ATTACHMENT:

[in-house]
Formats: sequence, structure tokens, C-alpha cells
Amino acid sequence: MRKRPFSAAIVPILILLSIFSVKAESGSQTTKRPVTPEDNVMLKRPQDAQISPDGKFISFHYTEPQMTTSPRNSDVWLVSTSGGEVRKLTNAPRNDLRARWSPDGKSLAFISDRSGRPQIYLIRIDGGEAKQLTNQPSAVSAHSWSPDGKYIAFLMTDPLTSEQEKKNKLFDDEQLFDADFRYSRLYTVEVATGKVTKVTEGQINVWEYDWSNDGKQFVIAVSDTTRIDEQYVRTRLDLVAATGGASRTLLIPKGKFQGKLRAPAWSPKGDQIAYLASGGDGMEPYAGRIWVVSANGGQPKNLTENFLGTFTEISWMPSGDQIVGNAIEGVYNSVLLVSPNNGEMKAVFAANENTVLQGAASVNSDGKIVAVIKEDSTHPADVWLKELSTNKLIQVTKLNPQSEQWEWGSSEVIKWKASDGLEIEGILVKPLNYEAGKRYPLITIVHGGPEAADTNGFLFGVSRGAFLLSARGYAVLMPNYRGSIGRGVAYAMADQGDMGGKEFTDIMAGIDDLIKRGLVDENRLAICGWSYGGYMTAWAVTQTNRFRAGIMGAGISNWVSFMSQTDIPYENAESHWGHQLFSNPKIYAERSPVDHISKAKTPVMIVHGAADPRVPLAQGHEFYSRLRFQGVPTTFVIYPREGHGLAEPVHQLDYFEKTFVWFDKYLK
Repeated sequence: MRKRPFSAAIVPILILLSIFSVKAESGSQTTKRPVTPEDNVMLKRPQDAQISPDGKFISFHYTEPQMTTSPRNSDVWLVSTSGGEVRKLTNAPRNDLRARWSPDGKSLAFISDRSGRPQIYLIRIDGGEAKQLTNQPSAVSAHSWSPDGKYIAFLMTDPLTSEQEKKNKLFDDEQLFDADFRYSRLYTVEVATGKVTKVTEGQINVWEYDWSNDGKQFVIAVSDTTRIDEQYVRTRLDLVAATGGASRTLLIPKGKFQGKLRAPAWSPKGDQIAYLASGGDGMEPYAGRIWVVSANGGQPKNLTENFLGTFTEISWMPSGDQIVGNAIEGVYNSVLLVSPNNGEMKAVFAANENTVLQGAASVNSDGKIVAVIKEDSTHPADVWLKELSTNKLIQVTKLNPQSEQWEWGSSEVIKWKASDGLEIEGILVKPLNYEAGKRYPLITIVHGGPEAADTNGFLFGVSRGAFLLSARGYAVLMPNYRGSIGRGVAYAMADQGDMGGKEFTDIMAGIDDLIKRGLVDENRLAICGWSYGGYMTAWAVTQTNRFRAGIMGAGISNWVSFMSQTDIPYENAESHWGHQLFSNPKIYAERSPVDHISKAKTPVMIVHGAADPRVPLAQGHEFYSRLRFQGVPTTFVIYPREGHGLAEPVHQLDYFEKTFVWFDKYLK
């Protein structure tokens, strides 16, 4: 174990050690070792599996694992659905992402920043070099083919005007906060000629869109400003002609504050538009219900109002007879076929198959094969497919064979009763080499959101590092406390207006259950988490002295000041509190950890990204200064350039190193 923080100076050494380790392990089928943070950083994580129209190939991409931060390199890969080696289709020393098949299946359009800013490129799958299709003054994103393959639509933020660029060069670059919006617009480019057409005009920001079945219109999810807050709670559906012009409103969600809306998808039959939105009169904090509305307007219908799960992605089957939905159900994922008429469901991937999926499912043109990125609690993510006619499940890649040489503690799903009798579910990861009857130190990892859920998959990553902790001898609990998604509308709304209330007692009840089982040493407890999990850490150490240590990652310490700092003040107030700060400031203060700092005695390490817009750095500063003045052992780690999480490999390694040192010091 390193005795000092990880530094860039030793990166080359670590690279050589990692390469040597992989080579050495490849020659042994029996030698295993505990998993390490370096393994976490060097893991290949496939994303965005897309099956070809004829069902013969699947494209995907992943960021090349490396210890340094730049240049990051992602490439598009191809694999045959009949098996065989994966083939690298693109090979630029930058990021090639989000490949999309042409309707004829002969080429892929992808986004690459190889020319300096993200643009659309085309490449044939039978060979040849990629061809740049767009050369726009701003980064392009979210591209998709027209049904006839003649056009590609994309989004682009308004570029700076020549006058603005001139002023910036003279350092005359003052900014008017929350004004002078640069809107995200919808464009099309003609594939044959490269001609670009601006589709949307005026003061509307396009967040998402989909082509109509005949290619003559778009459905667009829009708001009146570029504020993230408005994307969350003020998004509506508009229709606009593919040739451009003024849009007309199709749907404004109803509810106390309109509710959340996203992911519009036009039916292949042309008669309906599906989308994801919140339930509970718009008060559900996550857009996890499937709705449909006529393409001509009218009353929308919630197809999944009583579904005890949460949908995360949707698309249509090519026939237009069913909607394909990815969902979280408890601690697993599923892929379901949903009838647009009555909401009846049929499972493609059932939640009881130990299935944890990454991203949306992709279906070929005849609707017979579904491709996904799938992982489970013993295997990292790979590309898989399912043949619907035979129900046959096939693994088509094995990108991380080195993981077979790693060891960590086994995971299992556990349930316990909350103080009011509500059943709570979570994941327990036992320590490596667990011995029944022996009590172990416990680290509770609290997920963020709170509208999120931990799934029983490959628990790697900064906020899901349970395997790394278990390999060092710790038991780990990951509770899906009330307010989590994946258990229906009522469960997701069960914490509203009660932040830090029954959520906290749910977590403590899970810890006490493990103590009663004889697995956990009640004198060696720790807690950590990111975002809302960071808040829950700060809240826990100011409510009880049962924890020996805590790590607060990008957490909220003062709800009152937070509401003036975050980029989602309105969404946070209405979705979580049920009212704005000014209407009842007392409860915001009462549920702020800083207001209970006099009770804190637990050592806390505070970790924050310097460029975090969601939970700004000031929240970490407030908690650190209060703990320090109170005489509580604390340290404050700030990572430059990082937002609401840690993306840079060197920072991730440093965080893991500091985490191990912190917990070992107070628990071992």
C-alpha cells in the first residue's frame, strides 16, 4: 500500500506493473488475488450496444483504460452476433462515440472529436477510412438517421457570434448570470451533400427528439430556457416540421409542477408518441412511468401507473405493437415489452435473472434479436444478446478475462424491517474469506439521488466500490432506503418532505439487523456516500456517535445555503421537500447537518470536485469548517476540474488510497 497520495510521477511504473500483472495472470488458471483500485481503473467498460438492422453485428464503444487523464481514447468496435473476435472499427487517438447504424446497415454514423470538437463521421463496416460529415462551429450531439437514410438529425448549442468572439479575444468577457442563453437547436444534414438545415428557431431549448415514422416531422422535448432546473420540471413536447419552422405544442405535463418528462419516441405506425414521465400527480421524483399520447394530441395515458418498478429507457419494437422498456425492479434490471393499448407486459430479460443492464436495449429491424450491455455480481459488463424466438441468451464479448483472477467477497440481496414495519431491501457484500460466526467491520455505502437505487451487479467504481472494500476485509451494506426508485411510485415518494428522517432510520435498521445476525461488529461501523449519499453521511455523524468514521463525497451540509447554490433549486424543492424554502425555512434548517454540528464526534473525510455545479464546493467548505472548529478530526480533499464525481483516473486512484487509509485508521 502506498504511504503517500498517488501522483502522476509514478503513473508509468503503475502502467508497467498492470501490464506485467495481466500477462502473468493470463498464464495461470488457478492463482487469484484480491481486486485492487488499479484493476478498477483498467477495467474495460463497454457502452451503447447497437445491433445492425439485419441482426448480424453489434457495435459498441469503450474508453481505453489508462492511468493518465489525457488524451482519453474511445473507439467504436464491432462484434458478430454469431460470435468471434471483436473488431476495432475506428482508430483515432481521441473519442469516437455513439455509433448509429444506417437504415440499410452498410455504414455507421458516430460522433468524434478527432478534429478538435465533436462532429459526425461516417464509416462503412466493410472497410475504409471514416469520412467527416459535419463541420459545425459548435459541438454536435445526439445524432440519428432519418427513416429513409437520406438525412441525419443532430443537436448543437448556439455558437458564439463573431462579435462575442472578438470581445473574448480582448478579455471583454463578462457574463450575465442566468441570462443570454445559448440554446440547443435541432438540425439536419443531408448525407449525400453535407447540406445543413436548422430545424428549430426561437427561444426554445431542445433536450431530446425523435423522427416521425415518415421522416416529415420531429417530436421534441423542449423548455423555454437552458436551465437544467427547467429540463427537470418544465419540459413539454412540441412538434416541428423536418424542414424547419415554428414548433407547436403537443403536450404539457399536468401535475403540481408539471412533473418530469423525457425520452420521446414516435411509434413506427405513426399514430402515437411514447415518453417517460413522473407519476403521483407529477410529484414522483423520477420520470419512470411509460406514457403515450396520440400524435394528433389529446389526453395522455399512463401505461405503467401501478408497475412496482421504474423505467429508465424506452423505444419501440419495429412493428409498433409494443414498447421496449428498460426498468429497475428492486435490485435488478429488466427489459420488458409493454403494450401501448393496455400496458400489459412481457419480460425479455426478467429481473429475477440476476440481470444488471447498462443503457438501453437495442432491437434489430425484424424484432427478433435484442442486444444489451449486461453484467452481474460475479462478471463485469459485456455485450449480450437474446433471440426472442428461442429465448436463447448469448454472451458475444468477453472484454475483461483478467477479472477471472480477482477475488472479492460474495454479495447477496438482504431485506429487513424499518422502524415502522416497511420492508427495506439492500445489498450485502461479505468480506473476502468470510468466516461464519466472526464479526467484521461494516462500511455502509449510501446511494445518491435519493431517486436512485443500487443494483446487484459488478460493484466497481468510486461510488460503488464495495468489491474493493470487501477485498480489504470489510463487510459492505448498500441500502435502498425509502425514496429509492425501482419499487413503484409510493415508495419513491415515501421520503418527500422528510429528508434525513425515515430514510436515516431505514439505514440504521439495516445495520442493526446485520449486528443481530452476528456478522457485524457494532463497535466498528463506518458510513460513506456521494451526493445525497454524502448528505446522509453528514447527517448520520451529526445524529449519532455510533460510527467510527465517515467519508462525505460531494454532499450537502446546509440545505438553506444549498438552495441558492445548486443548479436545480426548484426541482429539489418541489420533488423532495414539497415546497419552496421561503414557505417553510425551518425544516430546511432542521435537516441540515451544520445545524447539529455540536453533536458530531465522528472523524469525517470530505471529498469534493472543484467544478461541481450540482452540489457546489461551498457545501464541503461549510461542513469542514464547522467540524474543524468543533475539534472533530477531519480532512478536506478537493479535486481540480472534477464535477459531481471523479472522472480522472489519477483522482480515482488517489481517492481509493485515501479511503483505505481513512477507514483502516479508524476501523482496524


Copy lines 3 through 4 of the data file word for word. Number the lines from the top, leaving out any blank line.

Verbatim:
Amino acid sequence: MRKRPFSAAIVPILILLSIFSVKAESGSQTTKRPVTPEDNVMLKRPQDAQISPDGKFISFHYTEPQMTTSPRNSDVWLVSTSGGEVRKLTNAPRNDLRARWSPDGKSLAFISDRSGRPQIYLIRIDGGEAKQLTNQPSAVSAHSWSPDGKYIAFLMTDPLTSEQEKKNKLFDDEQLFDADFRYSRLYTVEVATGKVTKVTEGQINVWEYDWSNDGKQFVIAVSDTTRIDEQYVRTRLDLVAATGGASRTLLIPKGKFQGKLRAPAWSPKGDQIAYLASGGDGMEPYAGRIWVVSANGGQPKNLTENFLGTFTEISWMPSGDQIVGNAIEGVYNSVLLVSPNNGEMKAVFAANENTVLQGAASVNSDGKIVAVIKEDSTHPADVWLKELSTNKLIQVTKLNPQSEQWEWGSSEVIKWKASDGLEIEGILVKPLNYEAGKRYPLITIVHGGPEAADTNGFLFGVSRGAFLLSARGYAVLMPNYRGSIGRGVAYAMADQGDMGGKEFTDIMAGIDDLIKRGLVDENRLAICGWSYGGYMTAWAVTQTNRFRAGIMGAGISNWVSFMSQTDIPYENAESHWGHQLFSNPKIYAERSPVDHISKAKTPVMIVHGAADPRVPLAQGHEFYSRLRFQGVPTTFVIYPREGHGLAEPVHQLDYFEKTFVWFDKYLK
Repeated sequence: MRKRPFSAAIVPILILLSIFSVKAESGSQTTKRPVTPEDNVMLKRPQDAQISPDGKFISFHYTEPQMTTSPRNSDVWLVSTSGGEVRKLTNAPRNDLRARWSPDGKSLAFISDRSGRPQIYLIRIDGGEAKQLTNQPSAVSAHSWSPDGKYIAFLMTDPLTSEQEKKNKLFDDEQLFDADFRYSRLYTVEVATGKVTKVTEGQINVWEYDWSNDGKQFVIAVSDTTRIDEQYVRTRLDLVAATGGASRTLLIPKGKFQGKLRAPAWSPKGDQIAYLASGGDGMEPYAGRIWVVSANGGQPKNLTENFLGTFTEISWMPSGDQIVGNAIEGVYNSVLLVSPNNGEMKAVFAANENTVLQGAASVNSDGKIVAVIKEDSTHPADVWLKELSTNKLIQVTKLNPQSEQWEWGSSEVIKWKASDGLEIEGILVKPLNYEAGKRYPLITIVHGGPEAADTNGFLFGVSRGAFLLSARGYAVLMPNYRGSIGRGVAYAMADQGDMGGKEFTDIMAGIDDLIKRGLVDENRLAICGWSYGGYMTAWAVTQTNRFRAGIMGAGISNWVSFMSQTDIPYENAESHWGHQLFSNPKIYAERSPVDHISKAKTPVMIVHGAADPRVPLAQGHEFYSRLRFQGVPTTFVIYPREGHGLAEPVHQLDYFEKTFVWFDKYLK